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The power of discrimination

The word “discrimination” has an uneasy cultural pedigree, because sometimes it’s meant as a salute to good taste, but other times it’s held as a synonym for unreasonable prejudice.  Uncle Sam’s ability to discriminate works both ways.

Big Government means big laws, and Big Law – the huge, wealthy, and extremely powerful legal industry.  The volume of law has far outstripped government’s ability to enforce it.  In fact, the government doesn’t have enough resources to reliably detect violations of some very important laws.  They tell us this all the time, don’t they?  There’s no way to secure the border, detect violators of immigration law, close the loopholes in various widely-abused tax laws and welfare programs, or even secure the ballot.  Merely asking for sensible enforcement measures, particularly state-of-the-art identification systems to crack down on fraud, is often denounced as hateful or racist.  How dare you ask the government to treat all of its laws with equal gravity!

Of course, there’s scads of money available for enforcing the laws Big Government really wants to impose on us.  ObamaCare, for example, produced a gigantic surge of IRS agents to process enforcement of its extremely complex requirements.  Those people were hired into the same agency that ostensibly can’t put a dent in billions of dollar’s worth of Earned Income Tax Credit fraud.

The American people didn’t set any kind of performance test for the government before allowing it to grow larger.  We should have insisted that the existing laws be enforced evenly and fairly before letting the government write any new ones, starting at least half a century ago.  We never should have permitted the volume of law, and size of government, to reach the point where well-meaning and honorable citizens can’t possibly comply with it, and government officials don’t truly understand it.

But we didn’t take such prudent measures, so we all live at the government’s discretion now.  It’s not that hard for almost anyone to be designated as a criminal for failure to comply with some regulation he didn’t know existed.  Most of us lack the legal resources to ensure we aren’t crossing any invisible lines.  How many property owners have lost a fortune, or been obliged to spend a fortune in legal fees, because they unwittingly violated some arcane EPA regulation?

When aggressive government officials decide they want to crack down on some prominent individual or group, there are usually legal clubs available to beat them with.  If nothing else, they can be bled dry by legal fees battling a government that has unlimited tax money to finance its crusades… or, as in the case of the IRS scandal, shuttled off into regulatory limbo until they’re no longer a threat to those in power.  That’s the part of the IRS story our media keeps forgetting to harp on.  Tea Party and pro-life groups weren’t denied tax exemptions; they were trapped in endless approval processes that stretched on for years, while absurd and intrusive demands for information were employed to intimidate them into giving up.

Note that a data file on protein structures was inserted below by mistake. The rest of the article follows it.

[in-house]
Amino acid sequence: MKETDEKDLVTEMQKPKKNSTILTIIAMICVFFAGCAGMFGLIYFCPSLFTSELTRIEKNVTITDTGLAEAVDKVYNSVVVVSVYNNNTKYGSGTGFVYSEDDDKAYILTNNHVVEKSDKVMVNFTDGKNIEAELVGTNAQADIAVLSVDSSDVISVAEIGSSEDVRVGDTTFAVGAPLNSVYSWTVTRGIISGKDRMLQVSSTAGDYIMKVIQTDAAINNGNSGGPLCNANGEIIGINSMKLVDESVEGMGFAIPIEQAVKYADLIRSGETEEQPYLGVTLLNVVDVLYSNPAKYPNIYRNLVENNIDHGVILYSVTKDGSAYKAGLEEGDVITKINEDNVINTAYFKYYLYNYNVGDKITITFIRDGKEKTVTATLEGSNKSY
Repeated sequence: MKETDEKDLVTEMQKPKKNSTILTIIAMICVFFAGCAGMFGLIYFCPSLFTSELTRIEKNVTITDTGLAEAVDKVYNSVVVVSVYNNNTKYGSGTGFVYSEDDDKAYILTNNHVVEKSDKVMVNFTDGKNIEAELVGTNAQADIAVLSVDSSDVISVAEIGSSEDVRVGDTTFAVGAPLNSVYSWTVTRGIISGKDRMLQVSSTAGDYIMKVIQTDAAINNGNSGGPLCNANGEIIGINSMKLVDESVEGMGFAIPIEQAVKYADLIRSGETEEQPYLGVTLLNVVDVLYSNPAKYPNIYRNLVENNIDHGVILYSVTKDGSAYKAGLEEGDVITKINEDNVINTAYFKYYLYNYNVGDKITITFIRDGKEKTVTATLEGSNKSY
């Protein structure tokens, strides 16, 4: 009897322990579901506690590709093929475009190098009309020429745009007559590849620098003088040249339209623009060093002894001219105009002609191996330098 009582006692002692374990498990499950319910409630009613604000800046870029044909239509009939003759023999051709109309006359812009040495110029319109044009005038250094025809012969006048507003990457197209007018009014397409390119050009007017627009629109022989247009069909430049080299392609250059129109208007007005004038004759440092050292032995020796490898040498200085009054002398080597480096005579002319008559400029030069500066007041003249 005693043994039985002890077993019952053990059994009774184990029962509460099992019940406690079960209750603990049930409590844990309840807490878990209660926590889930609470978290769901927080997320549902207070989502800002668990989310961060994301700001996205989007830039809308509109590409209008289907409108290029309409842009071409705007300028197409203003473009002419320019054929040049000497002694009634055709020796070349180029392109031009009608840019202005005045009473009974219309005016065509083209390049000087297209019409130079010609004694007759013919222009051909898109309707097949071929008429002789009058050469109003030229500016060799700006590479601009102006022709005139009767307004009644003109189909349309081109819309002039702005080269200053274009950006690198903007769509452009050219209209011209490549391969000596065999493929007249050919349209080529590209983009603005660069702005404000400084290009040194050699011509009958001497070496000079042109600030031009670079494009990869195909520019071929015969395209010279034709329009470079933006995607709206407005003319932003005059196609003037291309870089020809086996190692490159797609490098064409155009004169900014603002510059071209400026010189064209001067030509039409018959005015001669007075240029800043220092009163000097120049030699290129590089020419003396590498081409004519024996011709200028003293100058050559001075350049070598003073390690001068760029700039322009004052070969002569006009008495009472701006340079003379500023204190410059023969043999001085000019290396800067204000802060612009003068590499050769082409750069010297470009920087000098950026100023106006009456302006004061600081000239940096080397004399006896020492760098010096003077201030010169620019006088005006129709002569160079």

They’re still at it, lavishing a small band of Hollywood conservatives with the kind of attention gigantic liberal groups never seem to receive.  Conservative author and filmmaker Dinesh D’Souza has run afoul of the sort of campaign finance regulations that never seem to trouble less “controversial” figures.  He may well have violated these regulations – he’ll have his day in court, of course, and his lawyers say he did nothing worse than get sloppy while trying to put together political donations to help a friend run a very long-shot race for the Senate.  If he did break the law, he doesn’t deserve any special dispensations.  But what about the dispensations others have been getting?  What about the people who do things like disabling the security system to prevent foreign donations from flowing into their campaign websites, and never attract much notice at all?

The sleepy Leviathan State is very discriminating about when it chooses to awaken and extend its claws these days.  Laws that cannot be enforced evenly will always be enforced at someone’s discretion.  Have you noticed how often President Obama insists we have to trust his discretion, on everything from ObamaCare enforcement to NSA spying?  There is a reason wise men advised us to insist on a government of laws, not of men.  A government of laws has less room for discrimination, less ability to write confusing laws that become writs for sheer power, because they are enforced at the whim of the powerful.

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